Editor’s Note: In a post for an ongoing series, Dr. Harley A. Rotbart, a Parents advisor, will be guest blogging once a month. He will be offering different advice, tips, and personal stories on how parents can “savor the moment” and maximize the time they spend with kids. Read more posts by Harley Rotbart from this series.
Back when Great Sand Dunes National Park was still just a national monument, and our graduate student daughter was still just in kindergarten, the National Parks system became our partner in parenting. Our family “collected” national parks. We spent spring breaks, summer vacations, and fall breaks photographing our three kids standing astride the welcome signs outside dozens of national parks and monuments, from Arches to Zion, Badlands to Yellowstone, Capitol Reef to Yosemite.
It was in the parks that our kids learned about fragile cryptobiotic soil and the tundra, the desert and Death Valley, petrified forests and ancient redwoods. They heard rangers talk about fossils, geodes, and glaciers; they watched bison, wolves, bear, elk, moose, ptarmigans, and caribou in their natural habitats. They saw an owl capture and eat a mouse, salmon swimming upstream to spawn, and eagles fishing for those same salmon in the same stream. Along the way, they heard stories about Native Americans and the mysterious Ancestral Puebloans, about dinosaurs and wooly mammoths. But the lessons our Junior Rangers learned far exceeded those the park rangers could teach them: They learned about life.
It’s become a cliché to talk about life lessons gained through childhood experiences, but the ones our kids learned in the national parks were anything but cliché. They were only 3, 5, and 7 years old on our first visit to the Sand Dunes in southwestern Colorado, the home of the highest dunes in North America. The base of the dunes rests at 7,500 feet above sea level, and the climb from the base to the top of the highest peak is another 750 feet. On hot sand with unsure footing, boots and sandals are usually abandoned for stocking feet. The climbing is tough even for fit adults, but our 7-year-old son was determined to make it to the top with Mom, the parent with good knees. His sister, the 5-year-old, wasn’t as sure, so we encouraged her to stay behind with her little brother and me to play in Medano Creek at the base of the dunes. The creek “runs” in a wide splay that resembles a wading pool more than a flowing body of water, the perfect milieu for building sand castles. She had to choose: Climb the hot sand on a hot day to a faraway peak few young children ever reach, or wade and splash in the cool stream.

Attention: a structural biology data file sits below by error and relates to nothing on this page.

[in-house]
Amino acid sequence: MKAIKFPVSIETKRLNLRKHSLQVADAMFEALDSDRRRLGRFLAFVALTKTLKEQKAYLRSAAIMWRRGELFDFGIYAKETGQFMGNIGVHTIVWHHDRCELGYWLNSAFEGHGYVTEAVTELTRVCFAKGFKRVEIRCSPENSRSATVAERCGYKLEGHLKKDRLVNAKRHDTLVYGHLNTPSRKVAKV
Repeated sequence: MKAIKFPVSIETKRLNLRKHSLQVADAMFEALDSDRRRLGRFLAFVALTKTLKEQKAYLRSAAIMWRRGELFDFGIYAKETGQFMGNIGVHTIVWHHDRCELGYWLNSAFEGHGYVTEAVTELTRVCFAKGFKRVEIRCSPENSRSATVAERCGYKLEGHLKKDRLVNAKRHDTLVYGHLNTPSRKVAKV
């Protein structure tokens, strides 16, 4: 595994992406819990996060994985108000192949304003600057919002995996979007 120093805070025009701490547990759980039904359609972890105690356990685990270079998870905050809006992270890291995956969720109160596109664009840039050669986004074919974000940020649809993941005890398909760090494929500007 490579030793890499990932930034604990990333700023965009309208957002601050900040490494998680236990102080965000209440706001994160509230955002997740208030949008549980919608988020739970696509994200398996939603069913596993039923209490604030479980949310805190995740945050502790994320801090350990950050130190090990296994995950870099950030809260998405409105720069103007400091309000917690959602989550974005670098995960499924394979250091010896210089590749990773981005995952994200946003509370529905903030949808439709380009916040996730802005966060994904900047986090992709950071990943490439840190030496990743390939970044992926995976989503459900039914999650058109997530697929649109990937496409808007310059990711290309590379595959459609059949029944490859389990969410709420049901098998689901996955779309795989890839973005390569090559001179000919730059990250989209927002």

Our daughter had always been a little fearful about trying new things. Sleepovers at friends’ houses, tennis classes in our neighborhood park, overnight class trips, and even the monkey bars on the school playground all started out scary. So we were more than a bit surprised when, a little tearfully, she opted for the climb. She seemed determined not to let her big brother outdo her or claim bragging rights alone this time. I trained my binoculars on the threesome as they started the climb, zigzagging along switchbacks that changed with each windstorm of the year. There were lots of pauses along the way for snacks and water, but in just over four hours they made it to the summit, where the weathered guest book waited for triumphant climbers’ autographs. I couldn’t make out the kids’ facial expressions through the binoculars as they stood at the peak with their arms raised, but there was no question about their jubilation as they rolled, surfed, and pranced down the steep sandy slopes on the way back.
That night, while the boys played nearby, we sat at the campfire with our daughter, cold packs around her mildly blistered feet, and talked about what her climb meant in the big picture of her young life. Her sense of accomplishment and the pride she felt for conquering her familiar little fear demon showed her that nothing could stop her if she put her mind to it. No obstacle, no challenge, no barrier, no self-inflicted ceiling should stand between her and her dreams. That was the Sand Dunes lesson she learned and never forgot. In the 18 years since, she has had many, many small Sand Dunes moments, and a few really big ones, where the achievements of that day on the dunes sustained her.